I'm bipolar. I blog about it. I also blog about sex, theology and atheology, funny shit and sad shit, books, music, feminism, and love. Mostly love.

Monday, June 4, 2012

Adventure Time--and other gag-worthy children's shows

I wish it would stop moving. And promoting unhealthy eating habits.

Television has potential to be educational. Sure. Okay. That's not what I'm talking about. Dora and Barney? I got no beef. Adventure Time. Are you effing kidding me? I only watched one episode, and this is what I found:
  1. Sexual innuendos
  2. Poor grammar
  3. Borderline cursing
  4. Poor boundaries; both verbally and physically
  5. Pointless, lesson-less, mind-numbing entertainment

 This is inappropriate for children. This is an example of why we should be teaching our children healthy messages about their bodies and sexuality--because television shows, directed towards our youth, are doing it for us. The kids watching this show aren't old enough to be exposed to sex in this way, but if parents allow their kids to watch it, they should probably be watching too in order to explain and ask their child to question those things that bother them. Seriously.

Also. The grammar. In shows directed towards adults, poor grammar is used as a comedic tool that references a lack of educated, a low socioeconomic status, child-like speech, or even people of specific regions (particularly the south). I don't always agree with that in shows for adults, because I think it furthers our skewed ideas of culture, but I'll admit I've laughed. We watched this show. They didn't laugh. The kids just assumed it to be correct. When children are that young, they're still learning what's okay in our society. They're still idolizing their parents, teachers, older peers and siblings... they haven't found themselves quite yet (as if we ever do, ha!). But they're taking in the images on the tv screen. Television is our culture's most popular babysitter. They didn't laugh because they still think they're being taught. They think it's correct.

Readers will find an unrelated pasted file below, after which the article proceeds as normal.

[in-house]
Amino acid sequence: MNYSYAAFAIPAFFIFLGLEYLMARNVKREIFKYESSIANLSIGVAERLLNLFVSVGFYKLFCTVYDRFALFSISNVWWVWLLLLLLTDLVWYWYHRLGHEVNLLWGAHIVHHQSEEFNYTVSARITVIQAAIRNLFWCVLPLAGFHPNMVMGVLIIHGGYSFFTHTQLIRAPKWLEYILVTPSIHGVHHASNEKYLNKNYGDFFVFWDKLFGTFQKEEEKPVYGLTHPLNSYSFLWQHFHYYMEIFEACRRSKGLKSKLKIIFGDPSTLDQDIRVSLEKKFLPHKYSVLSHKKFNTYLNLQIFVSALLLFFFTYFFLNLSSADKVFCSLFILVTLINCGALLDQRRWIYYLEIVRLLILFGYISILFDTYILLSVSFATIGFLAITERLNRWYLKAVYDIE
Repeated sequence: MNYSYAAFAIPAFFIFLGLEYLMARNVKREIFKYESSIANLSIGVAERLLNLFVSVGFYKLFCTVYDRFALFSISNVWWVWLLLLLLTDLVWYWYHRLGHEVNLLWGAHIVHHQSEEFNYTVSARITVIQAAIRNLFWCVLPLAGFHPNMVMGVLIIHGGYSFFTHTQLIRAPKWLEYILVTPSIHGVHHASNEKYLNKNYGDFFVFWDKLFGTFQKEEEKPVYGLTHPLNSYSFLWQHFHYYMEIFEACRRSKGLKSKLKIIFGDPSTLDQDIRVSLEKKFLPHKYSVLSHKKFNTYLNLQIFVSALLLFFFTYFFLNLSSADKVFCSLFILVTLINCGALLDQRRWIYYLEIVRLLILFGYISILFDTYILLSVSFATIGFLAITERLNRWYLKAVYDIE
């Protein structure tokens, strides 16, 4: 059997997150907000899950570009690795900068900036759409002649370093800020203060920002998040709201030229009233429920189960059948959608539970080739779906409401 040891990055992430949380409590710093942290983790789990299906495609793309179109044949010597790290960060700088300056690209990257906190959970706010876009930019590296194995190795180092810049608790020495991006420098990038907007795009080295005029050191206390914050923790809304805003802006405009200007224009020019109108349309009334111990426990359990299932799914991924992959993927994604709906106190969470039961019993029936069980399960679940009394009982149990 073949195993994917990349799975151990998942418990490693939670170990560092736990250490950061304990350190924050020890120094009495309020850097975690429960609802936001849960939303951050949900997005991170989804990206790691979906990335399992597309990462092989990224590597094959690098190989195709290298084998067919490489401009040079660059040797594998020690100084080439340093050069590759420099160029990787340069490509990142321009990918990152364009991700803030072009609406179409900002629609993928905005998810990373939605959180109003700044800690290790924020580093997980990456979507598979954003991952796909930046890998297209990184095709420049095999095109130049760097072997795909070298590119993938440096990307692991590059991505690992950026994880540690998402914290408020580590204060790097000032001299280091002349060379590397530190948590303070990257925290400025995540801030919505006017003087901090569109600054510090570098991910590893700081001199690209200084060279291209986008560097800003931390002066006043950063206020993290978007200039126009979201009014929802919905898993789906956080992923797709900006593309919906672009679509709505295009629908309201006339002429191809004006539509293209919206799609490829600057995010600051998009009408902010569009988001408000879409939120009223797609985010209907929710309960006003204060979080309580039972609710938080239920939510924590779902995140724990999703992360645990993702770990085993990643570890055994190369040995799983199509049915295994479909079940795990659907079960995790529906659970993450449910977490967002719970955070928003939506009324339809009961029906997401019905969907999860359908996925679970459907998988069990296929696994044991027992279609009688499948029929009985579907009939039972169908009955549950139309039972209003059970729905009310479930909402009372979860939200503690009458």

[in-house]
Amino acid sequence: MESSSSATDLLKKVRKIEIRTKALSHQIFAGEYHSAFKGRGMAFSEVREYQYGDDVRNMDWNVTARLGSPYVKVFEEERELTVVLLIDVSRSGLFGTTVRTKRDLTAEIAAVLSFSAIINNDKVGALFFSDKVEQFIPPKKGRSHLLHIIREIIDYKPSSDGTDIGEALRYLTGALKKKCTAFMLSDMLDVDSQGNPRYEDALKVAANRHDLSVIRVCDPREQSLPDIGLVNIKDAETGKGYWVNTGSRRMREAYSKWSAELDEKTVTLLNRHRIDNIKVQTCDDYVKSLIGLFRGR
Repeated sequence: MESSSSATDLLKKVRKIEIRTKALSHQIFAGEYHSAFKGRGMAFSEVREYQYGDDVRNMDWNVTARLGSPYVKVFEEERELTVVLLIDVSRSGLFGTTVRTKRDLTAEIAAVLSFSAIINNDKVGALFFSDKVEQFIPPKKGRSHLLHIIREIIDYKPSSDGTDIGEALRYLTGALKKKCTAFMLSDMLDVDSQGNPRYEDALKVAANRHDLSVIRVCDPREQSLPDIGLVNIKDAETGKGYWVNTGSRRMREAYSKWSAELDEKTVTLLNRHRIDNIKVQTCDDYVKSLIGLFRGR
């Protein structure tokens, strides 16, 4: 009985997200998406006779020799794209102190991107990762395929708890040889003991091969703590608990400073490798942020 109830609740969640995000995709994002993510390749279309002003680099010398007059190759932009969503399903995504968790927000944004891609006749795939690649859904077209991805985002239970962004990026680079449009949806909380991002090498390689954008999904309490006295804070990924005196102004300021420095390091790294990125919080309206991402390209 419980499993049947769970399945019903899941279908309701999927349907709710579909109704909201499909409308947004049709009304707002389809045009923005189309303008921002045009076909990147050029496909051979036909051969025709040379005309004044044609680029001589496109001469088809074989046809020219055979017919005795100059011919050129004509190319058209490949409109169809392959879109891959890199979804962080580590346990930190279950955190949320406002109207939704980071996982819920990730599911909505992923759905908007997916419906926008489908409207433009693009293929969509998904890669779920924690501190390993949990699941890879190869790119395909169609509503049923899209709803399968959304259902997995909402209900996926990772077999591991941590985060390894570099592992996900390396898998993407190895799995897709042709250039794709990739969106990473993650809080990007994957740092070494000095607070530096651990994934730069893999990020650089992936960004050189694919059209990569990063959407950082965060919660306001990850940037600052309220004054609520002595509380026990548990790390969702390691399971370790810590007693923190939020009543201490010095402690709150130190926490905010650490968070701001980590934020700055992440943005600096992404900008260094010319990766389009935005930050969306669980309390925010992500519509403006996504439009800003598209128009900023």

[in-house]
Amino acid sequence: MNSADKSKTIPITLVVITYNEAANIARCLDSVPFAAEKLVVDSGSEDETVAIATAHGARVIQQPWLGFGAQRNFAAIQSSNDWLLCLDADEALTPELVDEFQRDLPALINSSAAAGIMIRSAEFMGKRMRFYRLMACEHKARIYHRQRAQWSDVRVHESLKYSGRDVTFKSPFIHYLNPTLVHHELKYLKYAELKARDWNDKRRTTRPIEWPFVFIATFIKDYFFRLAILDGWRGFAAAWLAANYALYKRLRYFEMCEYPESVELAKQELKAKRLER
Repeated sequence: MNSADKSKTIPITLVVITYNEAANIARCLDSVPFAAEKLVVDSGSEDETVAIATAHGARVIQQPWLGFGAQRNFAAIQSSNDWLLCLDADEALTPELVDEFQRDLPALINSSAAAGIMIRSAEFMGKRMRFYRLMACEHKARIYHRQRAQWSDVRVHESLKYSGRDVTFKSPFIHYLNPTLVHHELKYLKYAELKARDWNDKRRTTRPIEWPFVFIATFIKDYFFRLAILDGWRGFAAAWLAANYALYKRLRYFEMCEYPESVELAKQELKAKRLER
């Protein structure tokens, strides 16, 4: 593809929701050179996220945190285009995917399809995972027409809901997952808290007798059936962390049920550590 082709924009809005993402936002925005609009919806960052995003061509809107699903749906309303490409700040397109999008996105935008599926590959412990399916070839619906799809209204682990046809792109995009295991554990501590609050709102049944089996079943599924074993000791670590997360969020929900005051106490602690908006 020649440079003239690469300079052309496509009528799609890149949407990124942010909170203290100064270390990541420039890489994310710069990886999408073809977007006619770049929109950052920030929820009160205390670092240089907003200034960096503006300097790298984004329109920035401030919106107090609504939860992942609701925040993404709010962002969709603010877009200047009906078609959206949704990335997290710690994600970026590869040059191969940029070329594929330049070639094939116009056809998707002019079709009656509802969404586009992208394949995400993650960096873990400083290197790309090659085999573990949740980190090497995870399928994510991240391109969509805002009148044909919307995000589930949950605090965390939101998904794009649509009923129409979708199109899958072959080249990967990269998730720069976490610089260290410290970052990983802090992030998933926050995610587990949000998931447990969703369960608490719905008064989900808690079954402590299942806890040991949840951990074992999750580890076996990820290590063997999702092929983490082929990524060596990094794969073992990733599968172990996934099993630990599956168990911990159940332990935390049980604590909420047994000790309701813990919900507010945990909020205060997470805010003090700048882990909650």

I'm sure you do.
 Borderline cursing. I tend to think cursing is overrated. Words are words, nothing more or less. Some words are weighted with a certain kind of power that they're child-like alternatives lack. Darn/damn, frick/fuck, shoot/shit, etc. But there are words that are arguable. Pissed, sucks, God, etc. This show makes use of those arguable curse words as well as the "almost" words. Now, these are things we don't let kids say. Personally, I think it shouldn't matter as much as it does. Kids have feelings equally as important as adults', yet they're not permitted to use the same powerful speech we use. But society says otherwise. We punish kids who cross that line, or eve toe it. We can't punish kids for words like sucks, pissed, God, frick, danged, or whatever; if we allow them to receive their education from a talking box. They'll say what they hear. We need to either normalize ourselves to children cursing, or we need to stop the source from which they hear it.

Boundaries! I watched one character hold another's ass while they made it dance for them... with no pants on. Granted. It's a cartoon, and it's a dog. But they gave the dog an ass that resembled a human's... and the character was holding it. They bite each other. They lick each other. They had a baby (which they'd stolen), and shook it around because it wouldn't "jiggle" for them. They wanted to "get down," and the baby was "ruining the mood." Nuff said.

All in all, it's a lame show. It's not actually that well-done. The script isn't interesting or informative. There's not really music between clips. The plot is dumb and unrealistic. Nothing important comes from it. That was a wasted hour in those kids' lives. It's an hour they could have practiced reading, created art, listened and danced to music, played a game in the yard, or even talking to one another--quite a lost art. I was offended, really. I am so over television. My children will watch PBS and documentaries. Nothing. Fucking. Else. Oh, my God. No hope for humanity. :(
"Lump off"